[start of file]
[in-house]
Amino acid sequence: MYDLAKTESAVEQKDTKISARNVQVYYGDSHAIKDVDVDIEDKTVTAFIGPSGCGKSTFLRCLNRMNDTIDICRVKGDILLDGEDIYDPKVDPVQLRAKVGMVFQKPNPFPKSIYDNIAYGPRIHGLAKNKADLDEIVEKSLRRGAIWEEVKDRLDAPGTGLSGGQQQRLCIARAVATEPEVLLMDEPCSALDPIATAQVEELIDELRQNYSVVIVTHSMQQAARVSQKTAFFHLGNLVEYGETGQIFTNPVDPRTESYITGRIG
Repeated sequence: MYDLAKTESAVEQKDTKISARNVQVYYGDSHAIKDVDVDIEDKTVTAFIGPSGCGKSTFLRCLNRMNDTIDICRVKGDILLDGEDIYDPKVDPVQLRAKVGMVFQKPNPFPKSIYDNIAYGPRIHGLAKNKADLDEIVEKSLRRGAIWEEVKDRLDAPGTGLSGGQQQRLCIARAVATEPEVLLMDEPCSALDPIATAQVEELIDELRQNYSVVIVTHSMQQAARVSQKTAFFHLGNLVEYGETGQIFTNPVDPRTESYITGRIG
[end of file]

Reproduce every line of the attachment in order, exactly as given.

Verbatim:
[in-house]
Amino acid sequence: MYDLAKTESAVEQKDTKISARNVQVYYGDSHAIKDVDVDIEDKTVTAFIGPSGCGKSTFLRCLNRMNDTIDICRVKGDILLDGEDIYDPKVDPVQLRAKVGMVFQKPNPFPKSIYDNIAYGPRIHGLAKNKADLDEIVEKSLRRGAIWEEVKDRLDAPGTGLSGGQQQRLCIARAVATEPEVLLMDEPCSALDPIATAQVEELIDELRQNYSVVIVTHSMQQAARVSQKTAFFHLGNLVEYGETGQIFTNPVDPRTESYITGRIG
Repeated sequence: MYDLAKTESAVEQKDTKISARNVQVYYGDSHAIKDVDVDIEDKTVTAFIGPSGCGKSTFLRCLNRMNDTIDICRVKGDILLDGEDIYDPKVDPVQLRAKVGMVFQKPNPFPKSIYDNIAYGPRIHGLAKNKADLDEIVEKSLRRGAIWEEVKDRLDAPGTGLSGGQQQRLCIARAVATEPEVLLMDEPCSALDPIATAQVEELIDELRQNYSVVIVTHSMQQAARVSQKTAFFHLGNLVEYGETGQIFTNPVDPRTESYITGRIG